Then yesterday---four days after my last ketamine session---I woke up and immediately noticed that I didn’t feel the blinding burning that is my first thought of every day. I sat up and put my feet on the floor. One thing about neuropathy is that you lose the joy of being able to walk barefooted. The pain is too much. But as I stood and walked to the bathroom, I noticed the absence of the familiar burning and tingling. I almost held my breath as I showered and got ready for my day. I went to the coffeeshop and still I was pain-free as I walked back to my car. I got back home, did some work, and noticed that instead of crawling back into bed after I finished, I was ready to knock out a bunch of shit I needed to do. I started laundry, I spent two hours in the kitchen cooking stuff for our lunches this week, I made some phone calls I’d been putting off because I just didn’t have the mental energy for it. 

And all the while, I couldn’t help but notice the lack of that oppressive weight on my shoulders, that dark cloud that is my constant companion now. I looked out my window and thought “It’s a beautiful day.” I scrolled through the news and my social media without feeling that creeping anger and anxiety. I was as light as air. 

I got six hours of these glorious feelings. Six hours where chronic pain didn’t define who I was. I was just a normal person doing normal things, with only the usual cares of an adult instead of worrying constantly about the blinding pain. And for six hours I was reminded of the person I used to be before all of this started---vivacious, excited, fearless, confident---and it felt like coming home. If anything, it made me realize how heavy this burden had weighed on me, how it affected my every waking moment. Walking around without that burden was a relief I cannot begin to convey.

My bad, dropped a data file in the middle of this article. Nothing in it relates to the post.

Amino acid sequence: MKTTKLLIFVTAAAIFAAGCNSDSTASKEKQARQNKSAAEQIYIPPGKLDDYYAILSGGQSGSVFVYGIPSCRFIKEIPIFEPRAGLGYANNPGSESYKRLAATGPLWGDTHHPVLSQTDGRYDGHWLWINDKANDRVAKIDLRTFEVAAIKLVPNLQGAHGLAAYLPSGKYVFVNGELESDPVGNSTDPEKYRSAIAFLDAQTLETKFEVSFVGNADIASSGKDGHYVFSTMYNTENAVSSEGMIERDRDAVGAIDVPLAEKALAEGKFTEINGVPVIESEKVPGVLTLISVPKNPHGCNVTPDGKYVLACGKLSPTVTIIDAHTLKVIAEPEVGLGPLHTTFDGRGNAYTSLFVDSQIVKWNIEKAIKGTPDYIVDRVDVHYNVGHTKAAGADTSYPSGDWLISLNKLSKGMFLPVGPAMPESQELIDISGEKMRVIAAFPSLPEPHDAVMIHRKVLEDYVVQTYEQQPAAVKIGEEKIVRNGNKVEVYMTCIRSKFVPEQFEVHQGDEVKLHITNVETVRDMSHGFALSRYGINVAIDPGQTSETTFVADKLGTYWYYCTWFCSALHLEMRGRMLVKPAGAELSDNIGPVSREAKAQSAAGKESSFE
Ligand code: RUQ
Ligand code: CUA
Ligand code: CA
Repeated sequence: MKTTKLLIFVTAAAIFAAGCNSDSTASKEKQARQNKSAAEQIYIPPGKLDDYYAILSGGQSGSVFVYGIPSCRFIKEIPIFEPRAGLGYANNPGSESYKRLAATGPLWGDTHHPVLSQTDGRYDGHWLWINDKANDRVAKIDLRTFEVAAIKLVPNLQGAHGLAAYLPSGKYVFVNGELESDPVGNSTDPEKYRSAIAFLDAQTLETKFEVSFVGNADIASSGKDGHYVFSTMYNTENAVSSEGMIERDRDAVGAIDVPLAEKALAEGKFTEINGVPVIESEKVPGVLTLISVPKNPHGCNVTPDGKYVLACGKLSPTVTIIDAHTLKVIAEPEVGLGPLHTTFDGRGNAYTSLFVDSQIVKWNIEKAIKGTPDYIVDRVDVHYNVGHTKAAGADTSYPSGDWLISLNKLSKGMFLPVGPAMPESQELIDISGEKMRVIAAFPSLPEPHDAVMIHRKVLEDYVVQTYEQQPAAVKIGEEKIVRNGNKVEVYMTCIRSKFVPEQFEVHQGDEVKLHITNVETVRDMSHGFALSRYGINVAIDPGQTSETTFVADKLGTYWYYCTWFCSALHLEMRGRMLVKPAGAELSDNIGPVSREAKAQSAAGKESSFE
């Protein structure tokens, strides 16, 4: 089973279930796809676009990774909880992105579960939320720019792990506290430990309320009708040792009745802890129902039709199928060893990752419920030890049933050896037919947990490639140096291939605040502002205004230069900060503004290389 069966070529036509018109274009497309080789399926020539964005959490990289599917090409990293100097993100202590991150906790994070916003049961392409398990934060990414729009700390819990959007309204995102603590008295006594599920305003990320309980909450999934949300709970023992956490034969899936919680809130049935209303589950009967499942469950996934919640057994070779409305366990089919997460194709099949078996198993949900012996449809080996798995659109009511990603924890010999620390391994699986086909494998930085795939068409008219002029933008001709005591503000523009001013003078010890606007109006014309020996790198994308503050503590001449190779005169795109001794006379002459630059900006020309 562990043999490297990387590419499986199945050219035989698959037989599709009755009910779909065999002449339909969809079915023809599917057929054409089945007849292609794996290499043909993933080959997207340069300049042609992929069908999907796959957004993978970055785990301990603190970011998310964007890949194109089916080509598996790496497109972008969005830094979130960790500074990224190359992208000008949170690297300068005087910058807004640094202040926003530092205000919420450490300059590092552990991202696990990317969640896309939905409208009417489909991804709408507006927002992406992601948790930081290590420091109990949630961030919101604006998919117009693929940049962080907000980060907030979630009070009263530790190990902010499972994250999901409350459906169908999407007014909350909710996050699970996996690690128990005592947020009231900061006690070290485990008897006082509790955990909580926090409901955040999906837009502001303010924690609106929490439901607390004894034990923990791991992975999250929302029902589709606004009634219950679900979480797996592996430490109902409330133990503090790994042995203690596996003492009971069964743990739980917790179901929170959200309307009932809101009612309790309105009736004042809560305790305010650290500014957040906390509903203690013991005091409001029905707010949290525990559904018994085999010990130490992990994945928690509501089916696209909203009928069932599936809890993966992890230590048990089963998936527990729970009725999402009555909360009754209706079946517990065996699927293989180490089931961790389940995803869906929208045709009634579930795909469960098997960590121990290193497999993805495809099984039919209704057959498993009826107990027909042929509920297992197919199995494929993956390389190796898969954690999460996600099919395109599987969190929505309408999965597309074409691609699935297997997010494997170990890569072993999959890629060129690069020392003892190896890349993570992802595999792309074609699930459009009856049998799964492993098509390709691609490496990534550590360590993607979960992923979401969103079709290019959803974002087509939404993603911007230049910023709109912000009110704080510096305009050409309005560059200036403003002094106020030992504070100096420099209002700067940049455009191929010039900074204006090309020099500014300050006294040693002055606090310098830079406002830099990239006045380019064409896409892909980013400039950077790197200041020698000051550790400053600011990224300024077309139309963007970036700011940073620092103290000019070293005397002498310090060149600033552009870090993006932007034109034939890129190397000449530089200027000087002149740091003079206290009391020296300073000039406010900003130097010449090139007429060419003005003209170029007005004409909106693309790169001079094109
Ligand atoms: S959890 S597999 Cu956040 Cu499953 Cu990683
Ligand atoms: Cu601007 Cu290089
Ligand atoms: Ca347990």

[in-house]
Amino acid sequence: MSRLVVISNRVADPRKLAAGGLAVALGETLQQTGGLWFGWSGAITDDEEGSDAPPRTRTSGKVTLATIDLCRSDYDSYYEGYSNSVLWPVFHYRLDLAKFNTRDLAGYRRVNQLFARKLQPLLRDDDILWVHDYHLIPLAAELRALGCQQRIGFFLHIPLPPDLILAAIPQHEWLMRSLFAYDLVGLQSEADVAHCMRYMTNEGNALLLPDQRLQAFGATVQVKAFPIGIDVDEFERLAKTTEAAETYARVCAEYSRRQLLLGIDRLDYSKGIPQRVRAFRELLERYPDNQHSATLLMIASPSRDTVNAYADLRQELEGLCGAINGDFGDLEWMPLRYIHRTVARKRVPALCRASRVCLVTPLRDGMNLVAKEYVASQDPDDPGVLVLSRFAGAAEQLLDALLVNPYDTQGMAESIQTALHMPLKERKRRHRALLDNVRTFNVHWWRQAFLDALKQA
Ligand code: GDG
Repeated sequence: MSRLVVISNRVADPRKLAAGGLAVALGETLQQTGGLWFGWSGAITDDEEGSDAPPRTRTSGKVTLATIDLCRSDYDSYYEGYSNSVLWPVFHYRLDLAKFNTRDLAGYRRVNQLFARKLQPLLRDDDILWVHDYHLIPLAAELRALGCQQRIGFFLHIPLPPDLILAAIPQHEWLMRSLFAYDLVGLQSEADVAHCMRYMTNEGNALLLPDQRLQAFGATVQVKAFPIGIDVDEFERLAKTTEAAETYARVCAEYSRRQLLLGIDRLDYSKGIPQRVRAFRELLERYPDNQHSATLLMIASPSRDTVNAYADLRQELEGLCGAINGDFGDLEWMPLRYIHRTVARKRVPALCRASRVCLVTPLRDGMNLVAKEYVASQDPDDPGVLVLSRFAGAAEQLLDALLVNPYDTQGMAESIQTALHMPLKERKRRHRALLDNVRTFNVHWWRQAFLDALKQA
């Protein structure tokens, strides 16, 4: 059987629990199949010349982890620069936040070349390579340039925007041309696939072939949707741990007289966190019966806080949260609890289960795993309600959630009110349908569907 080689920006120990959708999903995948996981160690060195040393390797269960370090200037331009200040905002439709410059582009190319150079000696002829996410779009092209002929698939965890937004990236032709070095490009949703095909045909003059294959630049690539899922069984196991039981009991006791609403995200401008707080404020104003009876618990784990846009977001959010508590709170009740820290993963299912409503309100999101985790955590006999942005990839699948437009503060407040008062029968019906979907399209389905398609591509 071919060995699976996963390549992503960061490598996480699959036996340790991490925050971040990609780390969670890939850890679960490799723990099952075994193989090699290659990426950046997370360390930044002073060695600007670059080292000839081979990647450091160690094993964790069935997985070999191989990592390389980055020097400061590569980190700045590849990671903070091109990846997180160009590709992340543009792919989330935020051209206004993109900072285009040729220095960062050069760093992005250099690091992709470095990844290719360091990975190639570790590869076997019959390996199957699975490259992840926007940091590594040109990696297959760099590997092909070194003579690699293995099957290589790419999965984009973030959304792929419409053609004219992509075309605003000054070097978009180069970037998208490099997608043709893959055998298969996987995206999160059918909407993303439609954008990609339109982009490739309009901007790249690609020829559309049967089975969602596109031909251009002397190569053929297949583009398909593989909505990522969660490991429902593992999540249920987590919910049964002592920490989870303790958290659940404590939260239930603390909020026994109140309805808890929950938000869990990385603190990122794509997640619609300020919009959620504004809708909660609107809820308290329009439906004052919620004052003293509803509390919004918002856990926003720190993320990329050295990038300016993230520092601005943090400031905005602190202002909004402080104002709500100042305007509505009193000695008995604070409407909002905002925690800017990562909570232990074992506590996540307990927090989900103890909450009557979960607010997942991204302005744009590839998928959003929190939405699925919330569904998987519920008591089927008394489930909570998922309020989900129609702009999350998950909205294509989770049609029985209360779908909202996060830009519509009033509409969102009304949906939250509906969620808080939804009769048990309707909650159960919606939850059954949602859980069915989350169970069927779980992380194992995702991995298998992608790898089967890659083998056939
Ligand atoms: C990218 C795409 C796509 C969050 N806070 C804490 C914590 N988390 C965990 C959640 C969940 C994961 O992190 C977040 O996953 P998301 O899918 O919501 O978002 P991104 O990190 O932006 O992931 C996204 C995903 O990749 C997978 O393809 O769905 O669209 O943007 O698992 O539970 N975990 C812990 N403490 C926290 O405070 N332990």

And then, just like that, the door slammed shut, and I felt that old familiar burn and tingle creeping into my toes again. I closed my eyes and began focusing on my breaths, willing it to disappear again. But nope, the light had been extinguished, and I was back to toting my impossible burden just like that.  

The doctor who started my treatments squeezed me in at the request of a friend because he was going on a three-week vacation the next day. When he returns, I’ll go see him again. It could be that since I’m trying to undo ten years of fucked-up neural pathways, I need more than the usual dosage. But six treatments cost me $1,500 since insurance won’t pay for me to trip big hairies, no matter how much research tells them that this is a legitimate treatment. If this is something that will have me strapped to the IV pole for dozens and dozens more treatments, I don’t know that it’s financially feasible for me. Plus, there’s just being gun-shy of dropping another $1,500 and not getting any more relief. 

I take heart that yesterday, for those brief moments I was pain-free, I was happy-go-lucky and energetic. Be depressed for long enough, and there’s the added bonus of the constant self-shaming that you are wasting your life in bed, that a better person would be able to “play through the pain,” that all of your angst and anxiety and lethargy aren’t because of pain and the subsequent depression, that maybe it’s really just laziness and an unwillingness to participate in life because you lack some fundamental piece that other people who move happily through life have, that maybe a “stronger” person would be able to function better, that you are worthless. 

But I saw it, y’all. I saw, for six short hours, that I am not the person that I’ve feared I’d become in this past decade, that it really was living with constant pain that has shaped me into the angry and depressed person I’ve become, that without the pain I was the person I remembered being before all of this started. I saw it. It is in me. 

And I don’t know if that’s hopeful or heartbreaking.